Visible to the public Dynamical-Network Evaluation and Design Tools for Strategic-to-Tactical Air Traffic Flow Management


The objective of this research is to develop tools for comprehensive design and optimization of air traffic flow management capabilities at multiple spatial and temporal resolutions: at a national airspace-wide scale and one-day time horizon (strategic time-frame); and at a regional scale (of one or a few Centers) and a two-hour time horizon (tactical time-frame).Year 3 results are summarized in the following.

  • WSU group has focused on two studies related to decision-making at the strategic scale. First, the effort to develop weather-impact models for strategic decision-making has been continued. Specifically, we have pursued the development of airport-impact models at the strategic horizon (2-15 hours). Specifically, a multinomial logistic regression model for airport arrival rates has been proposed, and has been developed in software and validated for multiple case-study airports (e.g., Boston's Logan airport). Second, we have proposed a methodology for the important task of selecting a small set of traffic-management-initiatives for design, on the day of operations. Specifically, we have put forth the perspective that highly simplified circuit-network models for traffic can permit crude evaluation of the ripple impact of weather, and in turn facilitate TMI selection. Core network-controls research is also being pursued in support of these objectives.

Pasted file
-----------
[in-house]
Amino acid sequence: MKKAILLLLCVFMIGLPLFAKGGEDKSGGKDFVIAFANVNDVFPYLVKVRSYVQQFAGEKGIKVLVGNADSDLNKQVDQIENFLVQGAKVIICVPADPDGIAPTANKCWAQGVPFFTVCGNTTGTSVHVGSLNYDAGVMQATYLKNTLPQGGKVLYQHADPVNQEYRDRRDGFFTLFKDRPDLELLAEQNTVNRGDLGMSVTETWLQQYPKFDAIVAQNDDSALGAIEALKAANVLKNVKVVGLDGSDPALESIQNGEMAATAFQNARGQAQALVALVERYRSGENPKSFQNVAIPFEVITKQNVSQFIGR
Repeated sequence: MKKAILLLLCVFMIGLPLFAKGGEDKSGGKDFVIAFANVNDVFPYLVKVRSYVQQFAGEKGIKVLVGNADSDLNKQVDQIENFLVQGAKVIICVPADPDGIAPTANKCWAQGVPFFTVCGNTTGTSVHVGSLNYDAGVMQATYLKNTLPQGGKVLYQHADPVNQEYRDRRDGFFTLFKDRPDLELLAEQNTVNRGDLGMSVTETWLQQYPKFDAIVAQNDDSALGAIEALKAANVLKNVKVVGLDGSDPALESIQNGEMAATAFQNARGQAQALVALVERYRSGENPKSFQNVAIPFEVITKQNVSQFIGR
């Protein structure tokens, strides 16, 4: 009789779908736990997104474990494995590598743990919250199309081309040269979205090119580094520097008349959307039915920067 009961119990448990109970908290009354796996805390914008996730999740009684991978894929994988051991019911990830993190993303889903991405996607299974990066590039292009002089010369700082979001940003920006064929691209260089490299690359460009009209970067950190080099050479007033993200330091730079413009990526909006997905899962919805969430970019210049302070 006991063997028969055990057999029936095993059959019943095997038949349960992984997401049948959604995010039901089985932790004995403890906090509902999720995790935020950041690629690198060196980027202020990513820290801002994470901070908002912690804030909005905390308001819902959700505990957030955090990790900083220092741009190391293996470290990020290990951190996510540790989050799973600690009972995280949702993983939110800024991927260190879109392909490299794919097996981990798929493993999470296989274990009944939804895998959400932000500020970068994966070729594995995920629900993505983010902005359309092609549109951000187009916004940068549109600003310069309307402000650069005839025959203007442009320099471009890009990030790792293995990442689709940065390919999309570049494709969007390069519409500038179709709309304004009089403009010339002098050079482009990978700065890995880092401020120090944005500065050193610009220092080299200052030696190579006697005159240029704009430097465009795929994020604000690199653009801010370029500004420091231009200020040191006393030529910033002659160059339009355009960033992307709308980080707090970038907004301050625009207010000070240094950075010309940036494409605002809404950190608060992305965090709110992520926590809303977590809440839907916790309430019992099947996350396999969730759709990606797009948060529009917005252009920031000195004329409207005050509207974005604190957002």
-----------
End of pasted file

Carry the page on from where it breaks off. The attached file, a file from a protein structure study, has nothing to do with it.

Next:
• Built upon the modeling and performance evaluation effort in Years 1 and 2, the focus of the UNT group in Year 3 has been on optimal management strategy design in the presence of both weather uncertainties. The specific outcomes include: 1) theoretic development of the multivariate probabilistic collocation method (PCM) for uncertainty evaluation and optimal management design (submitted to IEEE Trans. SMC), 2) application of the PCM method for designing optimal strategic management strategies, including routing, minute-in-trail (MIT), and ground delay programs (GDP) (published in AIAA Aviation), and 3) development of the jump-linear analytical approach for optimal routing management. The construction of a hierarchical center-sector stochastic transmission model as a framework for the strategic-to- tactical Traffic Flow Management scheme.
  • At Purdue, the complete hierarchical center-sector stochastic transmission model is built and validated based on the Linear Dynamics System Model (LDSM) and the nationwide Aircraft Situation Display to Industry (ASDI) tracking data. The 20-center flow transmission network and its sub-networks are constructed. The time-variant transmission flow rates in the stochastic matrices for networks at both levels are calculated with air traffic tracking data. The hierarchical center-sector stochastic transmission model is used to simulate the uncontrolled and optimized traffic flow patterns in 20 centers and the sectors inside each center.

We envision that these results address critical needs in the strategic-to-tactical traffic management in the national airspace system (NAS). Moreover, the analytical tools developed broadly permit the tight conjoining of cyber- and physical- resources in designing decision-support capabilities for infrastructure networks.

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